By Justin Jones
He throws me to the bed, hops on top of me, and kisses me. He pulls away to tell me I’m beautiful, tickling my neck with his scruff. I play innocent, he plays captor. He holds me down and nibbles my ear. My body flushes with adrenaline.
We’re home after dinner (and a few glasses of wine). The scent is deliciously Parisian: We’ve come from a French restaurant, and I can smell the alcohol on our breath, the food on our clothes, and our mingling cologne. A fragrant romance. Yes, I am cliché.
We roll around on my bed, somewhere between tickle-fighting and full-blown sex, but before the passion crests, we pause to freshen ourselves up. As romantic as are the scents we collected tonight, they don’t taste good. OK, maybe the wine does. But at the very least, a tooth-brushing is necessary. We stop to brush our teeth and wash our faces, and we joke as we do. He pinches my butt through my underwear. We make silly faces in the mirror. The break tempers our lust. Afterward, we lay down in bed, reading books and playing on our computers for a while. We kiss occasionally, but nothing like it was post-dinner.
Finally, he shuts off his computer and kisses my neck. He’s ready for bed, but I postpone: “Just a few more pages,” I say, wanting to finish the chapter. I kiss his forehead; and he’s asleep by the time I finish. I turn off my bedside lamp, and slip beside him.
“Look at us”, I think, snuggled in the dark next to him. We’ve been dating only a couple of months, and it feels like we’ve been together forever. We read in bed after romantic dinners, and snuggle instead of—well, instead of doing what you would otherwise think a newly-minted, honeymoon-soaked couple would do in the infancy of a romance. I turn to my side and find his arm to wrap it around me. He squeezes me, and we drift asleep.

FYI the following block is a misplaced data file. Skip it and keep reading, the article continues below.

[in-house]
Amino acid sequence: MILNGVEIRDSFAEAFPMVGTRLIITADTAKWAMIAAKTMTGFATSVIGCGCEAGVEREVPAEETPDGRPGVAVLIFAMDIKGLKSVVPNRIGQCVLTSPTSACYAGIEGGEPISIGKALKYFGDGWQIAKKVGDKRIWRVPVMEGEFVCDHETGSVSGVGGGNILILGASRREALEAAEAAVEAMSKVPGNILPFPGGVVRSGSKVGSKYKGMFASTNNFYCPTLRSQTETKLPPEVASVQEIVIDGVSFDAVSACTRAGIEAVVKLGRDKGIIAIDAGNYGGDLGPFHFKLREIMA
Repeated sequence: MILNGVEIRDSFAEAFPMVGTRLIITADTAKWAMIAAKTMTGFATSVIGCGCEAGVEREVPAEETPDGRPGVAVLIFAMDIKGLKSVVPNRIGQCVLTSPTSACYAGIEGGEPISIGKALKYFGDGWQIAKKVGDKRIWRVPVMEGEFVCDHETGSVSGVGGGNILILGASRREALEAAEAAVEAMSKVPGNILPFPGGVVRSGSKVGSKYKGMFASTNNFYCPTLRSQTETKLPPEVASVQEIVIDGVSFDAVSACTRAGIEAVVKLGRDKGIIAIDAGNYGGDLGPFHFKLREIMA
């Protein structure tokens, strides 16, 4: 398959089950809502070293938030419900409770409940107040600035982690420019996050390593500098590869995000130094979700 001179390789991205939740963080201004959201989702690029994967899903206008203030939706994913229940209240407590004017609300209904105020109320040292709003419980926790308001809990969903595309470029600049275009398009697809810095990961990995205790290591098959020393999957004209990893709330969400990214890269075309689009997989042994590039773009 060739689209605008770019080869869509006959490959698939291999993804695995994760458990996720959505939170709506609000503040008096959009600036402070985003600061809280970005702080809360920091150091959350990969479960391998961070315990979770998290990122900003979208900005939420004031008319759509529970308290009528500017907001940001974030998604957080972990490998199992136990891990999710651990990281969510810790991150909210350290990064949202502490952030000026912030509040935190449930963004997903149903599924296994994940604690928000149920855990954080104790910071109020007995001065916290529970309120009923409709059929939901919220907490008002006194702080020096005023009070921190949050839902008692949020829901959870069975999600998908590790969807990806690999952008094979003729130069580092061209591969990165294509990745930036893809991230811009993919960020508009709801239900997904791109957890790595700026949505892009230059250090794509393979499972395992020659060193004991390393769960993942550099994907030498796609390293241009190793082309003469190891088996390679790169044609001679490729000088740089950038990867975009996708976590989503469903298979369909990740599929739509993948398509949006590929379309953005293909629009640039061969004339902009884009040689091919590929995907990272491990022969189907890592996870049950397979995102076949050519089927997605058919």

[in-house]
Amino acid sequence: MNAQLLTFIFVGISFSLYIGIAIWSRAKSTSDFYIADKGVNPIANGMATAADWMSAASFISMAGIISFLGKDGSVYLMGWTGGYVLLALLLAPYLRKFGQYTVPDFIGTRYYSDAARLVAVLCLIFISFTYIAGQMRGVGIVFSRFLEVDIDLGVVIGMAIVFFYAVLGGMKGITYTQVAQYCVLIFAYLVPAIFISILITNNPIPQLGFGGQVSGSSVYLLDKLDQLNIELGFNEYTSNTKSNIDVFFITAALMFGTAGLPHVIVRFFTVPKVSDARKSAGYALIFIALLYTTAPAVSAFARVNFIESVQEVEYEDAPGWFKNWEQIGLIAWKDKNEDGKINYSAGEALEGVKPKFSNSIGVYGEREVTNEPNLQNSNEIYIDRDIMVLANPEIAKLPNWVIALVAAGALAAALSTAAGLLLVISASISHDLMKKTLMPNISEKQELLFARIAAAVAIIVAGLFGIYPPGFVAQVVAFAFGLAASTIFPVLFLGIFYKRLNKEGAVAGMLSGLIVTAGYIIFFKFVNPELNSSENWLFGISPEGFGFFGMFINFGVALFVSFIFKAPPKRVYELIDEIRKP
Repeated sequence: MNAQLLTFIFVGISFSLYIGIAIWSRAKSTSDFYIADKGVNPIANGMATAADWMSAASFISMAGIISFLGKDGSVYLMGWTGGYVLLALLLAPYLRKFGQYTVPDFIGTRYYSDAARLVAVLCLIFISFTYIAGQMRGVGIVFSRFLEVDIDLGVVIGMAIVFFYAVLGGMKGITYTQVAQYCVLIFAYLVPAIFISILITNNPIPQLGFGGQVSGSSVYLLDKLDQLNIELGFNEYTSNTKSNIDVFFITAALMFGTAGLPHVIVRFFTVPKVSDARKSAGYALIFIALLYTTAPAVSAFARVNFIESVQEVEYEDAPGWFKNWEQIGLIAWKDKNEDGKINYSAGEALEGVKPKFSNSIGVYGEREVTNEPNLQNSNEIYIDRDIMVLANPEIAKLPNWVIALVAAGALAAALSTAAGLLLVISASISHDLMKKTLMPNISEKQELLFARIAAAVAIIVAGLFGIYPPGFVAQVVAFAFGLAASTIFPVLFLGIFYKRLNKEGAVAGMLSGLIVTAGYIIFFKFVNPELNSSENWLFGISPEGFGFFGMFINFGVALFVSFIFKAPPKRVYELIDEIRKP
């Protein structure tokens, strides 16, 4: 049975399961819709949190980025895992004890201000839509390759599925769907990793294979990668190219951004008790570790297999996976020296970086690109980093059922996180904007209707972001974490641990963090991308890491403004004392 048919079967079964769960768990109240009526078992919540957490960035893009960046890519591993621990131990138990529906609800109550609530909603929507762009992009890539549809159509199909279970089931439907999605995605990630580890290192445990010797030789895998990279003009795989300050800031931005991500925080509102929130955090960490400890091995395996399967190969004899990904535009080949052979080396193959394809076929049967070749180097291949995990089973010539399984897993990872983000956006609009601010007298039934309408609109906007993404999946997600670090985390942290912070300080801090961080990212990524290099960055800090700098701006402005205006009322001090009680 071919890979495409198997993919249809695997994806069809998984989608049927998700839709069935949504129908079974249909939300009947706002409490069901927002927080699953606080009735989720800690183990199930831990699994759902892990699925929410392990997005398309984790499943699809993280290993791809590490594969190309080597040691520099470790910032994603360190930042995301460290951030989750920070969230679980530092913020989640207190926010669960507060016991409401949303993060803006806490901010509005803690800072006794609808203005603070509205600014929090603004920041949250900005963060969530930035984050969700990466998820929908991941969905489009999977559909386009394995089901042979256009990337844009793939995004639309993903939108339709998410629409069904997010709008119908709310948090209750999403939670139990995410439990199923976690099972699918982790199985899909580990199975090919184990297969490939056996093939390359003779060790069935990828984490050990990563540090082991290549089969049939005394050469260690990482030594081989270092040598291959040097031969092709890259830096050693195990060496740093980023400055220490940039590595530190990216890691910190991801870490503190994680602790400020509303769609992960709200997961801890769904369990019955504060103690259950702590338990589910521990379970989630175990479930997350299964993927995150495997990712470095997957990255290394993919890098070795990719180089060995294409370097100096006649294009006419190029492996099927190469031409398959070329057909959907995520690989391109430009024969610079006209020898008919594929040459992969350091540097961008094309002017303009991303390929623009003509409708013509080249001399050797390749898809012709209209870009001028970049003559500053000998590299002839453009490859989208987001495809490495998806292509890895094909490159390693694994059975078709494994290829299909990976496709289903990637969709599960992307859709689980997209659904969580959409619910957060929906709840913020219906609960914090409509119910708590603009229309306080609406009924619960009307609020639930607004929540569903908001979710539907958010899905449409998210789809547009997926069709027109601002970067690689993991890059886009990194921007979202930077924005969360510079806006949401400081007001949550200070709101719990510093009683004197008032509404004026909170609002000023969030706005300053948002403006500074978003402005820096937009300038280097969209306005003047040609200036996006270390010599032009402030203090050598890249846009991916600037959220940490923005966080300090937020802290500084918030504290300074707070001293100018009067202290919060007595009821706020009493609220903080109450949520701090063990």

Make no mistake: Lust still makes her appearances, but not like before—and not like with past bedfellows, for which the sex was both the goal and trivial. Sex with him is different. “Dalliance” is nowhere implied. It’s more about restraint and sensuality. To put it plainly, it’s a ton of foreplay, which is often just as pleasing (for its more explosive, satisfying finale).
Morning comes and we cuddle in silence. I complain about work. And we get silly. He tickles to awaken me. I try to avoid his kisses—I don’t want him tasting or smelling my morning breath—and we roll around until we’re wide awake and out of breath.
I’m on my back, panting from our play, and he’s on top of me, looking at me, brushing my hair back. He isn’t looking at my eyes. He’s—studying me. It makes me uncomfortable, feel awkward. I think: “He’s looking for a new wrinkle, another blemish, a reason— some kind of detail—to stop liking me.” “Why do you look at me all over like that?” I ask. “Because I like looking at you,” he responds. “It makes me feel insecure,” I say, and I recall how I cower from my own face when seen in one of those obnoxious magnification mirrors. In the morning light I must look terrible. He says, “I think you’re beautiful.”
And so there IT is:
That awkward moment when he’s looking at you, and you’re insecure. That awkward moment when you find yourself falling asleep without NEEDING sex. That awkward moment when you stop to catch your breath, when.
Justin Jones, 25, is a writer based in Minneapolis. In addition to his column lovejones, Justin pens Through These Eyes, a bi-weekly column for Lavender Magazine. He writes about things like being alive, being in love, and drinking too much. Facebook.com/JustinJonesWriter.